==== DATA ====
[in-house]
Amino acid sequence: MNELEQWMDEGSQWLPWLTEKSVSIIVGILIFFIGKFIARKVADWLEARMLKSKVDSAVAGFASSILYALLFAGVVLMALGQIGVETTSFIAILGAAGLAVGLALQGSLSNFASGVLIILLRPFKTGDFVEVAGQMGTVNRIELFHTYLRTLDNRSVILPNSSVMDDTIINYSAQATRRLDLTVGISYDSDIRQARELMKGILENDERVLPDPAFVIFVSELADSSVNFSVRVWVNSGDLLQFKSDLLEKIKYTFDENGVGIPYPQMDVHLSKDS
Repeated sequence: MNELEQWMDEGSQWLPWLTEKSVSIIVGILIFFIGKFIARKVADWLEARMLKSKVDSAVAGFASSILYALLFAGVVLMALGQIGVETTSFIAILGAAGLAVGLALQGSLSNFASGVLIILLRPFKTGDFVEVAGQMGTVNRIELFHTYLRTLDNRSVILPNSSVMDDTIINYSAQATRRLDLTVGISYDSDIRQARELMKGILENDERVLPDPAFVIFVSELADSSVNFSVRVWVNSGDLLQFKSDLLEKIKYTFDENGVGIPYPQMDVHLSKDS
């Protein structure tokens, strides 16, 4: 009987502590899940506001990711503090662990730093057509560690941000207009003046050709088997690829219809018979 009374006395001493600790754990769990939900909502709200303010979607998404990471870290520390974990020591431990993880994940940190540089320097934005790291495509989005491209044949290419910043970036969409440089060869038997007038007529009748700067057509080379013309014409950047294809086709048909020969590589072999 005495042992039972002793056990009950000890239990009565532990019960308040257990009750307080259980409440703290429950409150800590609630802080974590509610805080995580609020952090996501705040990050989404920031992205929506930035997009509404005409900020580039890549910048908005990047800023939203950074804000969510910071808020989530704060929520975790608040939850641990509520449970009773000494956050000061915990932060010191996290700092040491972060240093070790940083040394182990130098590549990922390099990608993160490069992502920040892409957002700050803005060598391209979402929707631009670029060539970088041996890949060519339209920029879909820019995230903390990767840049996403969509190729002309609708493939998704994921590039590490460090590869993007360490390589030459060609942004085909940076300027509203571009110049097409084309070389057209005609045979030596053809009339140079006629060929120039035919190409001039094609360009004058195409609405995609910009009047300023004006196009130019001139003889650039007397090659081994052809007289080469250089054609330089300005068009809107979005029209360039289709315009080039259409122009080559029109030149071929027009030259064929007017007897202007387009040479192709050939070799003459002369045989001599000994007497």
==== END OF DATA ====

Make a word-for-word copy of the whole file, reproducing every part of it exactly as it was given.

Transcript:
[in-house]
Amino acid sequence: MNELEQWMDEGSQWLPWLTEKSVSIIVGILIFFIGKFIARKVADWLEARMLKSKVDSAVAGFASSILYALLFAGVVLMALGQIGVETTSFIAILGAAGLAVGLALQGSLSNFASGVLIILLRPFKTGDFVEVAGQMGTVNRIELFHTYLRTLDNRSVILPNSSVMDDTIINYSAQATRRLDLTVGISYDSDIRQARELMKGILENDERVLPDPAFVIFVSELADSSVNFSVRVWVNSGDLLQFKSDLLEKIKYTFDENGVGIPYPQMDVHLSKDS
Repeated sequence: MNELEQWMDEGSQWLPWLTEKSVSIIVGILIFFIGKFIARKVADWLEARMLKSKVDSAVAGFASSILYALLFAGVVLMALGQIGVETTSFIAILGAAGLAVGLALQGSLSNFASGVLIILLRPFKTGDFVEVAGQMGTVNRIELFHTYLRTLDNRSVILPNSSVMDDTIINYSAQATRRLDLTVGISYDSDIRQARELMKGILENDERVLPDPAFVIFVSELADSSVNFSVRVWVNSGDLLQFKSDLLEKIKYTFDENGVGIPYPQMDVHLSKDS
């Protein structure tokens, strides 16, 4: 009987502590899940506001990711503090662990730093057509560690941000207009003046050709088997690829219809018979 009374006395001493600790754990769990939900909502709200303010979607998404990471870290520390974990020591431990993880994940940190540089320097934005790291495509989005491209044949290419910043970036969409440089060869038997007038007529009748700067057509080379013309014409950047294809086709048909020969590589072999 005495042992039972002793056990009950000890239990009565532990019960308040257990009750307080259980409440703290429950409150800590609630802080974590509610805080995580609020952090996501705040990050989404920031992205929506930035997009509404005409900020580039890549910048908005990047800023939203950074804000969510910071808020989530704060929520975790608040939850641990509520449970009773000494956050000061915990932060010191996290700092040491972060240093070790940083040394182990130098590549990922390099990608993160490069992502920040892409957002700050803005060598391209979402929707631009670029060539970088041996890949060519339209920029879909820019995230903390990767840049996403969509190729002309609708493939998704994921590039590490460090590869993007360490390589030459060609942004085909940076300027509203571009110049097409084309070389057209005609045979030596053809009339140079006629060929120039035919190409001039094609360009004058195409609405995609910009009047300023004006196009130019001139003889650039007397090659081994052809007289080469250089054609330089300005068009809107979005029209360039289709315009080039259409122009080559029109030149071929027009030259064929007017007897202007387009040479192709050939070799003459002369045989001599000994007497």